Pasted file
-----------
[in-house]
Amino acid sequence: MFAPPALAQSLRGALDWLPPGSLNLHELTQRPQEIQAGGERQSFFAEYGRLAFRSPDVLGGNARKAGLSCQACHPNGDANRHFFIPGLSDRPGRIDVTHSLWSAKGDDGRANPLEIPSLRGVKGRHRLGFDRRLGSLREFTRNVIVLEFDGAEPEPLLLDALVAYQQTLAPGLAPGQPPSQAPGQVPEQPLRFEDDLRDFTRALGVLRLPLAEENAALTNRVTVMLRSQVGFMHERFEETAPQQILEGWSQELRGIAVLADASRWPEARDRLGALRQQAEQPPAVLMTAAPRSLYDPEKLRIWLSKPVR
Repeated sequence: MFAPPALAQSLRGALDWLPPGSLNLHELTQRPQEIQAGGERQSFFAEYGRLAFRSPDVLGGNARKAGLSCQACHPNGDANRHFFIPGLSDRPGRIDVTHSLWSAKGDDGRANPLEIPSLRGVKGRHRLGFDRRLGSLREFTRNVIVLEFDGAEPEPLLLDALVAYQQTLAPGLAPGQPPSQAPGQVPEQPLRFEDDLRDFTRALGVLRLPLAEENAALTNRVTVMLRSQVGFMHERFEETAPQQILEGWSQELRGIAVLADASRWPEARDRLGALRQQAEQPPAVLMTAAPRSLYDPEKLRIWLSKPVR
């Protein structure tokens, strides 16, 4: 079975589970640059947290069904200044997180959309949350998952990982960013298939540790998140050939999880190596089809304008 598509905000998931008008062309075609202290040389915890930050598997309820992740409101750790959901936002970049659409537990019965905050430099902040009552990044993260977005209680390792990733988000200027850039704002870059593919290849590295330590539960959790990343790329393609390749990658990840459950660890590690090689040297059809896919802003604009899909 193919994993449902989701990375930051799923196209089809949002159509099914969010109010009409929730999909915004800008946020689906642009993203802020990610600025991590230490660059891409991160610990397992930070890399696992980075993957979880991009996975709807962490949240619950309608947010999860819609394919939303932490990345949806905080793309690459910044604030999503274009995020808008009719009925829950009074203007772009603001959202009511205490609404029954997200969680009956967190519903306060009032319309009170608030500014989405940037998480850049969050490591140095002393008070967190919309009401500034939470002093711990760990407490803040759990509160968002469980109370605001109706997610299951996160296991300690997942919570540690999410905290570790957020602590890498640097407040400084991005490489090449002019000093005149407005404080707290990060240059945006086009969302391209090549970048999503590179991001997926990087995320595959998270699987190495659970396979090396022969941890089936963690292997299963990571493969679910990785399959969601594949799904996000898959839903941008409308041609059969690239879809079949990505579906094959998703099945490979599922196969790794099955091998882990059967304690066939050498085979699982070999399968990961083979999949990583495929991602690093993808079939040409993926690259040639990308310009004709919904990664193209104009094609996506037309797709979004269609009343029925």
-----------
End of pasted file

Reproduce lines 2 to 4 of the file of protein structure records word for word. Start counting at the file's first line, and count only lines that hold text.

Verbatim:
Amino acid sequence: MFAPPALAQSLRGALDWLPPGSLNLHELTQRPQEIQAGGERQSFFAEYGRLAFRSPDVLGGNARKAGLSCQACHPNGDANRHFFIPGLSDRPGRIDVTHSLWSAKGDDGRANPLEIPSLRGVKGRHRLGFDRRLGSLREFTRNVIVLEFDGAEPEPLLLDALVAYQQTLAPGLAPGQPPSQAPGQVPEQPLRFEDDLRDFTRALGVLRLPLAEENAALTNRVTVMLRSQVGFMHERFEETAPQQILEGWSQELRGIAVLADASRWPEARDRLGALRQQAEQPPAVLMTAAPRSLYDPEKLRIWLSKPVR
Repeated sequence: MFAPPALAQSLRGALDWLPPGSLNLHELTQRPQEIQAGGERQSFFAEYGRLAFRSPDVLGGNARKAGLSCQACHPNGDANRHFFIPGLSDRPGRIDVTHSLWSAKGDDGRANPLEIPSLRGVKGRHRLGFDRRLGSLREFTRNVIVLEFDGAEPEPLLLDALVAYQQTLAPGLAPGQPPSQAPGQVPEQPLRFEDDLRDFTRALGVLRLPLAEENAALTNRVTVMLRSQVGFMHERFEETAPQQILEGWSQELRGIAVLADASRWPEARDRLGALRQQAEQPPAVLMTAAPRSLYDPEKLRIWLSKPVR
């Protein structure tokens, strides 16, 4: 079975589970640059947290069904200044997180959309949350998952990982960013298939540790998140050939999880190596089809304008 598509905000998931008008062309075609202290040389915890930050598997309820992740409101750790959901936002970049659409537990019965905050430099902040009552990044993260977005209680390792990733988000200027850039704002870059593919290849590295330590539960959790990343790329393609390749990658990840459950660890590690090689040297059809896919802003604009899909 193919994993449902989701990375930051799923196209089809949002159509099914969010109010009409929730999909915004800008946020689906642009993203802020990610600025991590230490660059891409991160610990397992930070890399696992980075993957979880991009996975709807962490949240619950309608947010999860819609394919939303932490990345949806905080793309690459910044604030999503274009995020808008009719009925829950009074203007772009603001959202009511205490609404029954997200969680009956967190519903306060009032319309009170608030500014989405940037998480850049969050490591140095002393008070967190919309009401500034939470002093711990760990407490803040759990509160968002469980109370605001109706997610299951996160296991300690997942919570540690999410905290570790957020602590890498640097407040400084991005490489090449002019000093005149407005404080707290990060240059945006086009969302391209090549970048999503590179991001997926990087995320595959998270699987190495659970396979090396022969941890089936963690292997299963990571493969679910990785399959969601594949799904996000898959839903941008409308041609059969690239879809079949990505579906094959998703099945490979599922196969790794099955091998882990059967304690066939050498085979699982070999399968990961083979999949990583495929991602690093993808079939040409993926690259040639990308310009004709919904990664193209104009094609996506037309797709979004269609009343029925």